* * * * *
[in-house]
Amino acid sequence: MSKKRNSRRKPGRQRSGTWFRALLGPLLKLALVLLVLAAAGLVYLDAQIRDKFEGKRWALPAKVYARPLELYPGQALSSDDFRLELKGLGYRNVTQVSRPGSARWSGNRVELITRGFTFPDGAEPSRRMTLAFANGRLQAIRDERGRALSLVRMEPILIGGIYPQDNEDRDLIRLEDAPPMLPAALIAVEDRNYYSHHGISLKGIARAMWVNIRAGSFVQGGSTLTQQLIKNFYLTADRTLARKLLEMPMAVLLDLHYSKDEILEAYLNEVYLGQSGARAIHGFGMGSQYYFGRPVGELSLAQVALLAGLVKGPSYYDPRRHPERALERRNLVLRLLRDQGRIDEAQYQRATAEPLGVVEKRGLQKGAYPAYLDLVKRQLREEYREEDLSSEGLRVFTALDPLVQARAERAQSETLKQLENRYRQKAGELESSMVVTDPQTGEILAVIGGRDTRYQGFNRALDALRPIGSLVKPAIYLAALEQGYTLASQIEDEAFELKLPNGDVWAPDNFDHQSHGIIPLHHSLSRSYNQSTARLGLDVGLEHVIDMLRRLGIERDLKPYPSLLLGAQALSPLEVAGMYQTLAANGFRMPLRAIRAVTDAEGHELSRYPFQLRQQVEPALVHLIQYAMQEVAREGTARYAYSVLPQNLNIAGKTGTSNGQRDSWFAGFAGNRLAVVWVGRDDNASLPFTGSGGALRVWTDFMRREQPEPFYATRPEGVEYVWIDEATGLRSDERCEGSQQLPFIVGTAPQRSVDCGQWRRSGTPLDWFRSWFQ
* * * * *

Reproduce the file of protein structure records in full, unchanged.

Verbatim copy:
[in-house]
Amino acid sequence: MSKKRNSRRKPGRQRSGTWFRALLGPLLKLALVLLVLAAAGLVYLDAQIRDKFEGKRWALPAKVYARPLELYPGQALSSDDFRLELKGLGYRNVTQVSRPGSARWSGNRVELITRGFTFPDGAEPSRRMTLAFANGRLQAIRDERGRALSLVRMEPILIGGIYPQDNEDRDLIRLEDAPPMLPAALIAVEDRNYYSHHGISLKGIARAMWVNIRAGSFVQGGSTLTQQLIKNFYLTADRTLARKLLEMPMAVLLDLHYSKDEILEAYLNEVYLGQSGARAIHGFGMGSQYYFGRPVGELSLAQVALLAGLVKGPSYYDPRRHPERALERRNLVLRLLRDQGRIDEAQYQRATAEPLGVVEKRGLQKGAYPAYLDLVKRQLREEYREEDLSSEGLRVFTALDPLVQARAERAQSETLKQLENRYRQKAGELESSMVVTDPQTGEILAVIGGRDTRYQGFNRALDALRPIGSLVKPAIYLAALEQGYTLASQIEDEAFELKLPNGDVWAPDNFDHQSHGIIPLHHSLSRSYNQSTARLGLDVGLEHVIDMLRRLGIERDLKPYPSLLLGAQALSPLEVAGMYQTLAANGFRMPLRAIRAVTDAEGHELSRYPFQLRQQVEPALVHLIQYAMQEVAREGTARYAYSVLPQNLNIAGKTGTSNGQRDSWFAGFAGNRLAVVWVGRDDNASLPFTGSGGALRVWTDFMRREQPEPFYATRPEGVEYVWIDEATGLRSDERCEGSQQLPFIVGTAPQRSVDCGQWRRSGTPLDWFRSWFQ